Mill Hill Preservation Society
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Mill Hill Preservation Society

How to write a letter of objection

You can write a letter outlining your concerns against any planning application. This letter has a strong impact with the Council as you are objecting to something the Council has now officially logged and has in hand. The Council will have given the application a reference number and you need to quote this number in your letter.

If the LBB has served notice on you that a planning application has been made affecting you, somewhere on the form there will be a date by which any letters of objections have to be made. You need to comply with any date given. You should also include you name and address on the reply as well as the planning reference number.

To be absolutely fair, if you have no objections to a scheme then it is perfectly reasonable to write to the Planning Department and express your views in favour.

However, if you are objecting, your letter should be personal and as factual as possible. Objections can be made in various ways and writing to the Local Authority Planning Department and to your local Councillor is the best combination for a complaint affecting you or your property.

We will not provide a prescriptive writing guide as the Council will view ‘identikit letters’ as a singular objection; therefore please take time to think about the issues concerned and express your individual arguments clearly in the letter.

Your objection to an application may concern issues such as:

  • a development that is out of scale and proportion to adjacent buildings
  • a development that uses forms and materials not in keeping with the locality
  • increased traffic volumes on an already busy road junction/network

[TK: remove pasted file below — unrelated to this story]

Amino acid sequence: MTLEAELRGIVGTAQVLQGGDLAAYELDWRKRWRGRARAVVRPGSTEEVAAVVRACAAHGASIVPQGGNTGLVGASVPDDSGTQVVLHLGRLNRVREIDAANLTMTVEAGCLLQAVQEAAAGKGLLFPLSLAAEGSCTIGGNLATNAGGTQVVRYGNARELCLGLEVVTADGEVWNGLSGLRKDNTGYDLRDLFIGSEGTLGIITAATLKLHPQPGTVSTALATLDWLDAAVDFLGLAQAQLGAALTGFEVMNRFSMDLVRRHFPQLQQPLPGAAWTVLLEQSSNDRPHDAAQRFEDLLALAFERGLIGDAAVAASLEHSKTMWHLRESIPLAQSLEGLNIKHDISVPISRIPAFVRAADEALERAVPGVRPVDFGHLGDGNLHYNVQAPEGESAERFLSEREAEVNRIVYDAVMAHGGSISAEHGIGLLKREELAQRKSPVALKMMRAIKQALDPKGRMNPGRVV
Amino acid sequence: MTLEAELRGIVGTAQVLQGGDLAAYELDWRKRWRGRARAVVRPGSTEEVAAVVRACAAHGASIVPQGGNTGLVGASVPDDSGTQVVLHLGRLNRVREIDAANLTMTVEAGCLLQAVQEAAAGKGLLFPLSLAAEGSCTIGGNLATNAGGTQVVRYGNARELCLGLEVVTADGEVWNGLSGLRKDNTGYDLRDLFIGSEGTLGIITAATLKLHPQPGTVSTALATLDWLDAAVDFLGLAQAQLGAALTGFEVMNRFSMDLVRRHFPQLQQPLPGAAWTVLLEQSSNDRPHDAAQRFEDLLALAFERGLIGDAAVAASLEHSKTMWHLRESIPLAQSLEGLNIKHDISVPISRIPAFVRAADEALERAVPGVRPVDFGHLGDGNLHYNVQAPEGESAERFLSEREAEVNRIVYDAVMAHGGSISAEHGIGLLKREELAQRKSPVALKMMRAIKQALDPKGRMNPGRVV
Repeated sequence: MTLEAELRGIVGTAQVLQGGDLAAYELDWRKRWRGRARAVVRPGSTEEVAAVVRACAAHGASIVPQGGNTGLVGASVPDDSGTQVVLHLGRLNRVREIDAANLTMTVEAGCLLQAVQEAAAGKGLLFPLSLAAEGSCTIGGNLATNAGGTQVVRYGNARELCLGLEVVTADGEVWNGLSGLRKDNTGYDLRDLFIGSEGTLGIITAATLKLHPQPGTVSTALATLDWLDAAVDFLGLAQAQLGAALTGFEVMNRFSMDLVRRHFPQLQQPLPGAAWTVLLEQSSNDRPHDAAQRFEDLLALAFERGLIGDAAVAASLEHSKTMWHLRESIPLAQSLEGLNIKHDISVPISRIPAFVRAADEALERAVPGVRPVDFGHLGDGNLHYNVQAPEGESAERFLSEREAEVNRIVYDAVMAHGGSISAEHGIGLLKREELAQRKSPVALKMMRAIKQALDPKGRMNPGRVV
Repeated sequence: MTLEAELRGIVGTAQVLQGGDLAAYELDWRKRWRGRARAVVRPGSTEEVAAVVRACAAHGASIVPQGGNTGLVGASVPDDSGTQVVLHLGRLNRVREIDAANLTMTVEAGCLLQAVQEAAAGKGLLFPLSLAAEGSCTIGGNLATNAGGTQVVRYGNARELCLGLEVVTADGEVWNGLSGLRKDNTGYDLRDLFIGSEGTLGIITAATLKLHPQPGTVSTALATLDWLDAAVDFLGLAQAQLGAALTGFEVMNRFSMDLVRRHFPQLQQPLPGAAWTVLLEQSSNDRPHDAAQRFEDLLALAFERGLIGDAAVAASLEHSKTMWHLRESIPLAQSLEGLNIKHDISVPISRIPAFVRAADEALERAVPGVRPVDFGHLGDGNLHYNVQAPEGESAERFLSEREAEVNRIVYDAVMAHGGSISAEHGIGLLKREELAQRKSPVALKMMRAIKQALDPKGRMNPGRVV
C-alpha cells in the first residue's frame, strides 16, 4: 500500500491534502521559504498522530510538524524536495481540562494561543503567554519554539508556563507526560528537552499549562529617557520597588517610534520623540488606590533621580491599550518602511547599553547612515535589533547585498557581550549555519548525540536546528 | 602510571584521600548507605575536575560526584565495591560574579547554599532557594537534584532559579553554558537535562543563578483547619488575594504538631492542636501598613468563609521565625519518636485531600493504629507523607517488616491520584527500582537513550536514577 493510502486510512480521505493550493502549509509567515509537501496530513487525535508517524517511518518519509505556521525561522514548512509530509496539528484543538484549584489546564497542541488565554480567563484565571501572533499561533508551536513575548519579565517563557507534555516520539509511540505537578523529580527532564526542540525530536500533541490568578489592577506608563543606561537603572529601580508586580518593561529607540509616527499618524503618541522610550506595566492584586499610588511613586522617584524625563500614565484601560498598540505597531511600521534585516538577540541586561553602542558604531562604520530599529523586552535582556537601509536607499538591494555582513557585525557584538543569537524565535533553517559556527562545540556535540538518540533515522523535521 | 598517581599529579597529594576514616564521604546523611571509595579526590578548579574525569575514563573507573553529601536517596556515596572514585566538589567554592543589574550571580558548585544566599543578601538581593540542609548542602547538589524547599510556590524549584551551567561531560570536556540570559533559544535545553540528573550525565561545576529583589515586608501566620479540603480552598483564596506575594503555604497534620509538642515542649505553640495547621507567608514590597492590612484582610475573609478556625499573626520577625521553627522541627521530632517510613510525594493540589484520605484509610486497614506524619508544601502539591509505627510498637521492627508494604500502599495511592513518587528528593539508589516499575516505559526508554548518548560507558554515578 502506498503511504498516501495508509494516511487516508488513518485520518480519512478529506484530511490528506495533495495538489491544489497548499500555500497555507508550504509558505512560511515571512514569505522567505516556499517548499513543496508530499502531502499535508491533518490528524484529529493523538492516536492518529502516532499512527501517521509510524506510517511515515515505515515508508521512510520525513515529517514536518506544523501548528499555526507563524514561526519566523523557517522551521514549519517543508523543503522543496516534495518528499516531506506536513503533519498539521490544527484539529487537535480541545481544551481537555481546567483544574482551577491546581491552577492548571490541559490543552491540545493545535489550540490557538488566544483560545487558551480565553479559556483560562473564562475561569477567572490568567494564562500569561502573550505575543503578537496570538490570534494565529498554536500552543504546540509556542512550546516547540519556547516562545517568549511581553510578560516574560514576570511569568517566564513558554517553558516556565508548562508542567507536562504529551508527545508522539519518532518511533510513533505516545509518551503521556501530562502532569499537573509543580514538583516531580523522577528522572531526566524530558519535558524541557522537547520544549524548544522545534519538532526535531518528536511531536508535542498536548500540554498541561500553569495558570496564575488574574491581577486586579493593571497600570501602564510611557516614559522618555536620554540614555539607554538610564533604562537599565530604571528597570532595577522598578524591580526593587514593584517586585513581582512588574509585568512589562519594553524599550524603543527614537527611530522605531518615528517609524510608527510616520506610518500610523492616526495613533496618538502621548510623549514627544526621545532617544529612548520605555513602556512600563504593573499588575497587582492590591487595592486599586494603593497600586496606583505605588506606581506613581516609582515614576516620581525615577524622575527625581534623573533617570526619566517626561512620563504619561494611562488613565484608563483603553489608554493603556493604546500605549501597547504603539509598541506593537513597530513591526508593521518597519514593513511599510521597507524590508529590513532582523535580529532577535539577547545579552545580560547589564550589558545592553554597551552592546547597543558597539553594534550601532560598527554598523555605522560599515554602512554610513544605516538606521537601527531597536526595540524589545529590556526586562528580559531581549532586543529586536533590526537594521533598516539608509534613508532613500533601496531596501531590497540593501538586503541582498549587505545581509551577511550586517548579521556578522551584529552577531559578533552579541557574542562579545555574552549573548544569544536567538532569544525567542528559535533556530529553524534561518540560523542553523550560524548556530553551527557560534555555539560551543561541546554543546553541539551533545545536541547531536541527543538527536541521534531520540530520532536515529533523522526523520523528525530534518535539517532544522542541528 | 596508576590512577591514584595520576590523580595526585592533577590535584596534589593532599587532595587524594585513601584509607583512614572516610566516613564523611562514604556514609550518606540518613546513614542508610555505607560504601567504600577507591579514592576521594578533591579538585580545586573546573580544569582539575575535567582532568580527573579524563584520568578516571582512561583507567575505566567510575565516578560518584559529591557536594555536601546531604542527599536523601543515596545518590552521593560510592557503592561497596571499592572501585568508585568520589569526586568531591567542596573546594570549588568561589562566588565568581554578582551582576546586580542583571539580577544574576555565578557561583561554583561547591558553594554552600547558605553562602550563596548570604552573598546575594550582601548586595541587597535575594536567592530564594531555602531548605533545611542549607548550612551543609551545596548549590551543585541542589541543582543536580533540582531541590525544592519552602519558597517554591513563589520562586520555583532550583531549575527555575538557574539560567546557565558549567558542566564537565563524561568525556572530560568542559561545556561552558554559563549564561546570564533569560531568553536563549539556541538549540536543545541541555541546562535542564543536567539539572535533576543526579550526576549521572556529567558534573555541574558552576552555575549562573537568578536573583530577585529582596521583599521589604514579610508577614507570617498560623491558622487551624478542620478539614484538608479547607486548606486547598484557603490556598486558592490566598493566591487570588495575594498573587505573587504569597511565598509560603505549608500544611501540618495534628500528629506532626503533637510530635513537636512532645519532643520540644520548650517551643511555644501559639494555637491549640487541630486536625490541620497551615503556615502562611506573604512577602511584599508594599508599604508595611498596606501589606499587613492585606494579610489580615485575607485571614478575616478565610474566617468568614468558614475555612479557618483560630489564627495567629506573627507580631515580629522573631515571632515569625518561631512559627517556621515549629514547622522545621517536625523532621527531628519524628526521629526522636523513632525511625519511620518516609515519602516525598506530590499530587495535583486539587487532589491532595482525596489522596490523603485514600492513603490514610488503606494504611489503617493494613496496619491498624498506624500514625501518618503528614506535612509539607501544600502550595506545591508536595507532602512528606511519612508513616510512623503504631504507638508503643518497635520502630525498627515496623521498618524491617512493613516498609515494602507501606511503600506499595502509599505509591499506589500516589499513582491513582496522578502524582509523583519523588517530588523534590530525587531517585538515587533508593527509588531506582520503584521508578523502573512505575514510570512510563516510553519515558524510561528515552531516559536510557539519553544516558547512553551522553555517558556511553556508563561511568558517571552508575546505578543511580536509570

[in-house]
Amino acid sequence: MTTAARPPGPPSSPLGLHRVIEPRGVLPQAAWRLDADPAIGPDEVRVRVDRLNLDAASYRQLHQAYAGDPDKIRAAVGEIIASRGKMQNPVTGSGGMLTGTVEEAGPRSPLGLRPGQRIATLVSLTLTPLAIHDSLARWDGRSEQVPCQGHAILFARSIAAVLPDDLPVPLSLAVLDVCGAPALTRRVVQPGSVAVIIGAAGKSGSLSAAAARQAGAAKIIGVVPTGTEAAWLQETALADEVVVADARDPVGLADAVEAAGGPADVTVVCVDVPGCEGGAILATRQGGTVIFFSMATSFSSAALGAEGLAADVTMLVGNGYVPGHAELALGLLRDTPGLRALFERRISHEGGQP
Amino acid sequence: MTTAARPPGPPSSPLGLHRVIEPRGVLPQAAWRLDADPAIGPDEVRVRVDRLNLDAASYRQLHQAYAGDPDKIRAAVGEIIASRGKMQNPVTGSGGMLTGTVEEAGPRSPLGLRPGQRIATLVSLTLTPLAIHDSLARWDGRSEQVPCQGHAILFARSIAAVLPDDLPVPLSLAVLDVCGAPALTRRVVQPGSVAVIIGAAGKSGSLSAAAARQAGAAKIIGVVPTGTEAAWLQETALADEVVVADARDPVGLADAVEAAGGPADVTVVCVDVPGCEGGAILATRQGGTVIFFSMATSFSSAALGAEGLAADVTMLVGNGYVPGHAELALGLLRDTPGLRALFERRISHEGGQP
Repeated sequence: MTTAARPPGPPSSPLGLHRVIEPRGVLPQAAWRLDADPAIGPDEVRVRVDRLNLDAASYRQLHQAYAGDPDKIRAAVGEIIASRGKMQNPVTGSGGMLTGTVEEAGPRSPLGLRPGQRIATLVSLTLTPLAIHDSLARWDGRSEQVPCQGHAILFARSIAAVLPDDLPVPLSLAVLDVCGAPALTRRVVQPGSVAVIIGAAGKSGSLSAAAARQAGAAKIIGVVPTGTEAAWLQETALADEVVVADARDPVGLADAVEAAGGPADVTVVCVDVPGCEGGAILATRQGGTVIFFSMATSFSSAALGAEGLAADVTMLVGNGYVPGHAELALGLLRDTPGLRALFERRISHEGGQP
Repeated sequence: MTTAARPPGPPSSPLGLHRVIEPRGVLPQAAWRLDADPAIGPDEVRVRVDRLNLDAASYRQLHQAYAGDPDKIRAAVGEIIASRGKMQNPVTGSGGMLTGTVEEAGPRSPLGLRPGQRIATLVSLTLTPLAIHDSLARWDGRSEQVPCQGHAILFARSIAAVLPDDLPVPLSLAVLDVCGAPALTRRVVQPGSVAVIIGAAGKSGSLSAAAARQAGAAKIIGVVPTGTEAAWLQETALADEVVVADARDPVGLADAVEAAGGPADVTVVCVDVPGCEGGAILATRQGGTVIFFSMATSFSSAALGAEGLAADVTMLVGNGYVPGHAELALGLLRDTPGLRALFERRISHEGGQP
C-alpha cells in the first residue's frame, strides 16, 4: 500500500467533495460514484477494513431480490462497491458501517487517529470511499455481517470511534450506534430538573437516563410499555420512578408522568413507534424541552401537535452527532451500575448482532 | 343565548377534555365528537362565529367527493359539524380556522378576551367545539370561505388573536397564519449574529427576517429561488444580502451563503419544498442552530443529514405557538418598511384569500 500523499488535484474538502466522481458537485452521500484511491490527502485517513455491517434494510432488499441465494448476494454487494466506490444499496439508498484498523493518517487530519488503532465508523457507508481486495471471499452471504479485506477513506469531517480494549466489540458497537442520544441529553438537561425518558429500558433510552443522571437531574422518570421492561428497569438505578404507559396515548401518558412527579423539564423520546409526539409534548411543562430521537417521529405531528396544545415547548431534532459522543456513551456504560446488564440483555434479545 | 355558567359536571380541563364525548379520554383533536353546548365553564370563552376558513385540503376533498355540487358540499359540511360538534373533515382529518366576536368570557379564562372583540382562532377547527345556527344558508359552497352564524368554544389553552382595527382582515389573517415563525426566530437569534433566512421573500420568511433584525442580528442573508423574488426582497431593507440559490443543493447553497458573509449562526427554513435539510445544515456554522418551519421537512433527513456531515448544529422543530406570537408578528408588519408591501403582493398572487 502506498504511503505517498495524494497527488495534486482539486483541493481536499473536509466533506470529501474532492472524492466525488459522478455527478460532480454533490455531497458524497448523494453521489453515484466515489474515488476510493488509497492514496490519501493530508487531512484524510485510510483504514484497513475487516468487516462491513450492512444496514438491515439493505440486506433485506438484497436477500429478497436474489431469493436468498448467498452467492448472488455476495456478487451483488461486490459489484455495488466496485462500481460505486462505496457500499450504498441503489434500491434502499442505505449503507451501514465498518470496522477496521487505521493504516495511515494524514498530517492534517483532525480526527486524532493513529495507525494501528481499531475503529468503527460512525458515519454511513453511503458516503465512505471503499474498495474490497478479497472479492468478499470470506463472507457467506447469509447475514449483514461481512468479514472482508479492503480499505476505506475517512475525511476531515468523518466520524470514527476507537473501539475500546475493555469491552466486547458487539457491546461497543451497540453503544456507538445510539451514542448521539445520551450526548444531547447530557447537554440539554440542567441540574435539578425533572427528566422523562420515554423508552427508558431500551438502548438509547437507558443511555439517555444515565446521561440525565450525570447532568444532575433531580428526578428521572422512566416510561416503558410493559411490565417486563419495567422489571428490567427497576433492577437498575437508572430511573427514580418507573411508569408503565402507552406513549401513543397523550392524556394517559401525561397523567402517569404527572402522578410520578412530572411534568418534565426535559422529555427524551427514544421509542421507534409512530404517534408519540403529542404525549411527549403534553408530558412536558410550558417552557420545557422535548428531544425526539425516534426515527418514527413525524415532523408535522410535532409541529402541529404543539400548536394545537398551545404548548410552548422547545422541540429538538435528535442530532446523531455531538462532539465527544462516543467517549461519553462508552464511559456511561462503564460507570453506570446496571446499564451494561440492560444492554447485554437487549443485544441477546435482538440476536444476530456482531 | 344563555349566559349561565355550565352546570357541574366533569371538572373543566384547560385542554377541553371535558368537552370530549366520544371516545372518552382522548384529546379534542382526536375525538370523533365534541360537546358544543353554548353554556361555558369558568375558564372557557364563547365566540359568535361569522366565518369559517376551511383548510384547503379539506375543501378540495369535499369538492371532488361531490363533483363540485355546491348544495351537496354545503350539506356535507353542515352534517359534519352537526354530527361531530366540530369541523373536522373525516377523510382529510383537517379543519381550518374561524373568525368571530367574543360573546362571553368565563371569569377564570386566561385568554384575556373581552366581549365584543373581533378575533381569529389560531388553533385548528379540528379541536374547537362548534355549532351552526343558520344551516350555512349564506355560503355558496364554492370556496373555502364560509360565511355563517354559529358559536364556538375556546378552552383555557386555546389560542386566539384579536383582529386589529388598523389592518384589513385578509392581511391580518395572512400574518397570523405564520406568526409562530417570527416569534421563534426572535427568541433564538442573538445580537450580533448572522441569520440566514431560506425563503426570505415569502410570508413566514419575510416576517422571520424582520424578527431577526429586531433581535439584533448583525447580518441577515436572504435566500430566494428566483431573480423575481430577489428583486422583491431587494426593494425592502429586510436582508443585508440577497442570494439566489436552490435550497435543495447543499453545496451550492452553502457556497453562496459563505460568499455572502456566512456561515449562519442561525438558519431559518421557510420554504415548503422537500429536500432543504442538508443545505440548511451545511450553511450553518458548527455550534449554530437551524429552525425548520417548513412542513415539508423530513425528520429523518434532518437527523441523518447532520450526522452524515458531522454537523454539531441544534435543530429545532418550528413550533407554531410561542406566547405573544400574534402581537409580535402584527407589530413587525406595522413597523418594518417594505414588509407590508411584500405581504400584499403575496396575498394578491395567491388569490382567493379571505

• additional parking in an area where new parking will be undesirable
  • pollution from extra cars, noise, and social inconvenience of late night use
  • a development that will result in unfair economic conditions
  • a development not allowed in the Green Belt
  • a development not allowed in the Conservation Area
  • a development that involves the loss of mature trees worthy of retention
  • open space, hedges and wildlife will be affected
  • a development that is not adapted to future climate changes & sustainability

…there are no prescriptive reasons you have to cite as your objections – whatever bothers you the most about the proposal is what you should write about!

Although, in your opinion, the thought of an unsuitable development will drive you mad, presenting your views in an articulate and reasoned way is wise - always be polite if you communicate with the Council. Planning Officers have to present the case for consideration by the Planning Committee, who must make a decision in accordance with current planning legislation.

Remember, the more individual letters received by the Council the bigger the impact, so ask others that might be affected by the development to write as well.

Of course the Council may decide to grant Planning Permission in which case you will have to live with the decision. If in the event that a scheme is refused by the Council then the applicant may go to Appeal – in which case you may have to send your letter all over again but this time using the Appeal reference, the address of the Inspector who is hearing the appeal, and by the due date stated for evidence in the hearing. For complicated issues ask someone on the MHPS Committee for help.

John Living 2008